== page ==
“The embroidery process is indeed one of our target segments, however Twine’s technology enables us to operate in various segments such as sewing, weaving and knitting since it applies there as well, as it certainly changes both the production and logistics,” says Bustan. “Targeting different segments in the textile industry makes us unique, and one of the reasons we are using off-the-shelf thread is so we are not limiting ourselves or our customers to a specific application. Users will not need to store coloured threads, and all colours are available immediately. Imagine this is a ‘virtual’ thread inventory in the cloud, similar to ‘downloading’ any length and any colour within seconds. Thus, saving time, logistics and stock management cost, enabling shorter time to market, and much more.”
The data for the company’s “virtual” thread inventory is stored within the system itself, and also within repositories in the cloud, meaning the user can get any colour thread they like, within seconds. Bustan adds: “The user could either simply request a Pantone colour to “print”. We even have colour algorithms within mobile applications to capture colour and convert to produce the precise colour to print. As an example, imagine the ability to capture the colour of any garment, shoe and bedding etc, and simply print the thread of the colour of the desired product instantly – this is what we aptly call Digital Dye to Match.”
Also known as Twine’s True Color Capture (TCC), it works through cloud-based servers to analyse the image, in order to dye precise colour directly and immediately into the thread using Twine’s system within seconds, with no iterations. Whereas conventional dye-to-match processes may take days with many iterations, says Twine.
In terms of the amount of time it takes the technology to start printing, Bustan explains it depends on whether the machine is in “sleep mode” or whether it is off: “If the machine is in sleep mode, it will take several seconds, and if it was off it may take up to several minutes to warm up, and then you can print basically immediately,” he says. “If the machine is on, just click print and it will start immediately.
“The image-analysis technology takes a few seconds to analyse the true colour, and once it has found the true colour you click and print and it will immediately start printing or colouring if the machine is on. The thread is ready for use, for sewing or knitting or for embroidery within seconds.”
The company plans to develop its Digital Selected Treatment in a number of ways. As well as adding additional threads and applications as discussed, Twine sees the system becoming a fully integrated online system towards specific thread required machineries such as weaving, knitting and sewing systems, this from the perspectives of colour direct to fabric. “The DST is in essence application agnostic, in which it would enable us to address future applications such as medical, wearables, technical textiles and much more,” says Bustan. “The digital colouring is just our first part of addressing Industry 4.0.”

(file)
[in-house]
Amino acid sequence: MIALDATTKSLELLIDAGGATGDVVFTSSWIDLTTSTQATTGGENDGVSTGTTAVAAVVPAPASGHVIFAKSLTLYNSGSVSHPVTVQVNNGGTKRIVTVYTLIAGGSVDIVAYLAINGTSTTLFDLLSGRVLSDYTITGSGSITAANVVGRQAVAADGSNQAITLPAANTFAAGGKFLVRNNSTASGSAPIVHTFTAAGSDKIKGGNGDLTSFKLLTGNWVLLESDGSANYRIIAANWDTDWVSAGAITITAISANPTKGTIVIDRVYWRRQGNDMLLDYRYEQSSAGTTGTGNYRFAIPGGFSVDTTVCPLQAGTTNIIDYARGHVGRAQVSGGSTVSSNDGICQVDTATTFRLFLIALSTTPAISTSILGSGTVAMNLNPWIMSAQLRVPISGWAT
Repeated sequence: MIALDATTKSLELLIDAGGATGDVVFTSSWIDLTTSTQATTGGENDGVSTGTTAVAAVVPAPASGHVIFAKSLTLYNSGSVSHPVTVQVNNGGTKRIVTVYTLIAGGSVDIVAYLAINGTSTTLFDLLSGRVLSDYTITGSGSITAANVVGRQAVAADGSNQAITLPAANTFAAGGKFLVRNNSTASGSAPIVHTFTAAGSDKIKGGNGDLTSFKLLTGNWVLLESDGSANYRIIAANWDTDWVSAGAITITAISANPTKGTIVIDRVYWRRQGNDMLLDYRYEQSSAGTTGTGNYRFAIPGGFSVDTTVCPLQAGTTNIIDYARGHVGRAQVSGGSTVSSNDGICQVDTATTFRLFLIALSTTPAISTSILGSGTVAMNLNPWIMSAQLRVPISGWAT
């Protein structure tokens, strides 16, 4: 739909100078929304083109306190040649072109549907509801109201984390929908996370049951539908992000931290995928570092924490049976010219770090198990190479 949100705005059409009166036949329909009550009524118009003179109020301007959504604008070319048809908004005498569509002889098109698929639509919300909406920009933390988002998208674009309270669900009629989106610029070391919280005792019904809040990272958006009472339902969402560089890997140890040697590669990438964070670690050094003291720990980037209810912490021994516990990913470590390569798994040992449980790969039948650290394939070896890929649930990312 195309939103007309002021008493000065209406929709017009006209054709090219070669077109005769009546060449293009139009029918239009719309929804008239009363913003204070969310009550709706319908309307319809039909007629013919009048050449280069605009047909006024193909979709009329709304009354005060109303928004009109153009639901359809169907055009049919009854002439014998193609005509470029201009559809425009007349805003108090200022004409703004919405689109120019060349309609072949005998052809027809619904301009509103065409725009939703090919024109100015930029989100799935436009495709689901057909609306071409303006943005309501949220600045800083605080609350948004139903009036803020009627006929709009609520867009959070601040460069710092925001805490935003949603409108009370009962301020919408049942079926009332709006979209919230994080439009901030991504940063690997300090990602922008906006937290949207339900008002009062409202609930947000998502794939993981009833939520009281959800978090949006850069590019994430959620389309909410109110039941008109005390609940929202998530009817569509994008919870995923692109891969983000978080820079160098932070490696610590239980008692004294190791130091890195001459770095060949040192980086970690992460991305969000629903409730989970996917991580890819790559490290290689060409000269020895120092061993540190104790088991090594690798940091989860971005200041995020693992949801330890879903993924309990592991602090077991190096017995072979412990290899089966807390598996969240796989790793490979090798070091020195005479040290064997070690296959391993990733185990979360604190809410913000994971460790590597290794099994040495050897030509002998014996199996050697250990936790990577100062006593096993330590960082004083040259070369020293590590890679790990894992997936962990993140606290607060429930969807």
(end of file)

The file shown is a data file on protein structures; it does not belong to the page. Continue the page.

The company is therefore planning to apply different applications onto the thread in future. Bustan says: “Right now we are focusing on colour, so this is what we are applying to the thread. We are also looking into applying different materials such as antiseptic onto the thread. So, you can imagine that during the weaving of materials, of clothes, some selective areas can be applied with antiseptic materials. With a bandage, for example, you can weave the bandages with antiseptic in only a selected area. The material can also have other properties such as being hydrophobic, reflective and conductive etc. These are just some of the other segments that we are considering.”
The company hopes to have a product released in this area before the end of 2017. Meanwhile, Twine is also evaluating a few potential joint ventures with leading players in the textile market to add the machine to digital manufacturing lines.
However, Twine is not the only company to create an on-demand inkjet thread dyeing technology. Swedish technology company Coloreel has also developed similar technology that colours thread through an ink-jet process on-demand. Named Embroline, the technology units work with both new and existing embroidery machines and uses a unique thread and ink approved by Coloreel to secure quality and performance. Bustan says: “It is good to see other players in the market – it shows additional evidence for market needs.”
Despite Coloreel’s affirmation of the readiness of the industry for this technology, Bustan is already confident of the market needs for this kind of system. He adds: “Twine's technology is addressing the needs of the textile industry, and the thread industry in particular. Threads are around us in almost everything that we interact with in our daily lives; our clothing, shoes, bedding, car seat, upholstery, to name but a few. As a result, the product will address and meet the needs of the global market.”